ISSN 1470-3947 (print)
ISSN 1479-6848 (online)

Searchable abstracts of presentations at key conferences in endocrinology

Published by BioScientifica
Endocrine Abstracts (2010) 22 P552 
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Incidentally found nonfunctioning pituitary macroadenomas: should we suspect them earlier?

Leonor Gomes1, Isabel Paiva1, Cristina Ribeiro1, Jacinta Santos1, Alexandra Vieira1, Mariana Martinho2, Márcia Alves1, Sofia Gouveia1, Manuel Rito3, Francisco Belo3, Olinda Rebelo4 & Manuela Carvalheiro1

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Background: Nonfunctioning pituitary adenomas are commonly diagnosed as large tumors. Most are detected incidentally during imaging studies. The aim of this study was to evaluate clinical presentation, characteristics and outcome of nonfunctioning pituitary macroadenomas incidentally (NFPMI) discovered.

Methods: Twenty-seven patients (mean age 58.9 years, 45–82; 18 males:9 females) with NFPMI were studied. They represent 13.1% of NFPM followed in our department. The reasons for neuroradiological studies were head trauma in 4 (14.8%); cerebral attacks in 12 (44.4%); sinusitis in 4 (14.8%); lipothymia/syncope in 3 (11.1%); hypoacusia 2 (7.4%) and cancer staging in 2 (7.4%).

Results: Of 62.9% had symptoms related with macroadenomas: vision alterations in 4 (14.8%); headache, dizziness, confusion, memory loss in 13 (48.1%); sexual dysfunction in 4 (14.8%) and amenorrhea in 2 (7.4%). Endocrinological evaluation showed global anterior hypopituitarism in one (14.2%) and partial hypopituitarism in 72.7%. Visual deficits were present in 15 (71.4%) patients. At MRI there was suprasselar extension in all cases, parasellar in 8 (29.6%) and infrasellar in 9 (33.3%). Mean diameter was 25.3 mm (15–49.7 mm). Surgery was performed in all but four patients and two underwent also radiotherapy. Immunohistochemistry showed eighteen nonsecreting adenomas, two FSH, one ACTH, one TSH and two inconclusive. Surgery was highly effective in improving vision alterations (62.5%) but was enable to restore normal pituitary function in most cases. Five patients were lost for followed-up. At last MRI (mean follow-up 4.5 years, 6 months–17 years) 6 (27.2%) patients were free of disease, 15 (68.1%) had remnants and one is waiting surgery.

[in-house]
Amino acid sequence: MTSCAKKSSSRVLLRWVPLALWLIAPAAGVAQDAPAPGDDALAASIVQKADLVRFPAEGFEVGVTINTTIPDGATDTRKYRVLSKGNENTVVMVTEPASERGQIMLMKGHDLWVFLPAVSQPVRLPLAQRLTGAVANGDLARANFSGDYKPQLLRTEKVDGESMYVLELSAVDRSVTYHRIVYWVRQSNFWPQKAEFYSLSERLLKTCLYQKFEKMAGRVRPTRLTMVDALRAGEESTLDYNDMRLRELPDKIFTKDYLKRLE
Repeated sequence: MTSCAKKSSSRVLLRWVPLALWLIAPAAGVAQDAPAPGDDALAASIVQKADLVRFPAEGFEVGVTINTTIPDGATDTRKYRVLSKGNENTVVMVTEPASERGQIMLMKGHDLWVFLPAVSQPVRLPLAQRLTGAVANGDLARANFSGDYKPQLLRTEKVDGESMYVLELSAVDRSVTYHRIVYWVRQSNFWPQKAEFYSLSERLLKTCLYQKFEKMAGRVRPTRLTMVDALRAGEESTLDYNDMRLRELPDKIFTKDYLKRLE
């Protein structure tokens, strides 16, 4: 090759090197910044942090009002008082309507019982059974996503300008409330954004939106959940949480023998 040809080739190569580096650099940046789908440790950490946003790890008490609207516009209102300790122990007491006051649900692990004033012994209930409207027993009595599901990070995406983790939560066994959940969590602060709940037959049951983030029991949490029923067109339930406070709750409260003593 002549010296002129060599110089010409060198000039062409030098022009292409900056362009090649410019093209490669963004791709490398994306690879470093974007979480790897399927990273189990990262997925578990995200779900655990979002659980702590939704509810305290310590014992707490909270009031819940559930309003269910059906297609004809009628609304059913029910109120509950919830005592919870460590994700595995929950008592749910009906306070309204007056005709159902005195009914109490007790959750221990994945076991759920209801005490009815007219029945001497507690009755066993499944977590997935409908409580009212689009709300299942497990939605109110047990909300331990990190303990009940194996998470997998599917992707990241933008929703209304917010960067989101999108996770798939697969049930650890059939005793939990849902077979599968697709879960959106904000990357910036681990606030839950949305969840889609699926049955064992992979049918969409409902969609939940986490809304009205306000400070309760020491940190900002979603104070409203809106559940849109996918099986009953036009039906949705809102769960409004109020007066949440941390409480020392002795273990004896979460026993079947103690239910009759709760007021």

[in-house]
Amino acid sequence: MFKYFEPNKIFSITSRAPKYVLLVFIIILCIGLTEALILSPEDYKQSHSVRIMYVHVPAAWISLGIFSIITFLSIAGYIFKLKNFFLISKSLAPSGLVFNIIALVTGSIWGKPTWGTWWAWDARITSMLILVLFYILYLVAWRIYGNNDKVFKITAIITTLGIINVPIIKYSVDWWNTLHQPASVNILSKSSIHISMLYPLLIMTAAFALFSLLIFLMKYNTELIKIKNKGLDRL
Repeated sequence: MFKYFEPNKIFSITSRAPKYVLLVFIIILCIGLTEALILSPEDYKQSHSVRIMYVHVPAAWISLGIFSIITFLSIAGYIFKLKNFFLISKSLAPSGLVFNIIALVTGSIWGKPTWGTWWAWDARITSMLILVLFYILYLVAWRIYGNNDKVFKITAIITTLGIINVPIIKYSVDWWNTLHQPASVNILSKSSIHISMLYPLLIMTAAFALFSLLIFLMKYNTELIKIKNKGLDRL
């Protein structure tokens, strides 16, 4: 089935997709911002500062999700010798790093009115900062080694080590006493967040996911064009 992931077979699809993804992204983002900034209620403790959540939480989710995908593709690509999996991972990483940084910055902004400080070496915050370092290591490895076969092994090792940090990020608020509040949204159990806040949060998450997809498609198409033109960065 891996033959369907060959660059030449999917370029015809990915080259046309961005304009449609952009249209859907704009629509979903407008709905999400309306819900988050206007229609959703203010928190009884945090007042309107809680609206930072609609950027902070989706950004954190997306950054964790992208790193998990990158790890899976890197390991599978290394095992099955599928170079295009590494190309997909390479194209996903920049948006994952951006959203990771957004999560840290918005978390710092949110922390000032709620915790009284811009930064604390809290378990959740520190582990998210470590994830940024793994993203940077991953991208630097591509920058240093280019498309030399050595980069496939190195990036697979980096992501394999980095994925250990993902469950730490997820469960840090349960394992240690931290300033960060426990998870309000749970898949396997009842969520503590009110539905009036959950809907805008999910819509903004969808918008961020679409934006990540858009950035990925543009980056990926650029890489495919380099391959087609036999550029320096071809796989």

Conclusions: NFPMI were very frequent among NFPM. Symptoms related to the macroadenomas were often overlooked. Hypopituitarism (86.9%) and vision alterations (71.4%) were high and only the last one recovered with surgery. It is important to be aware of the neurological and endocrinological symptoms in order to perform earlier diagnosis. This can avoid exposing patients to the risks of unrecognized hypopituitarism, permanent visual deficits and jeopardizing post-surgical outcome.

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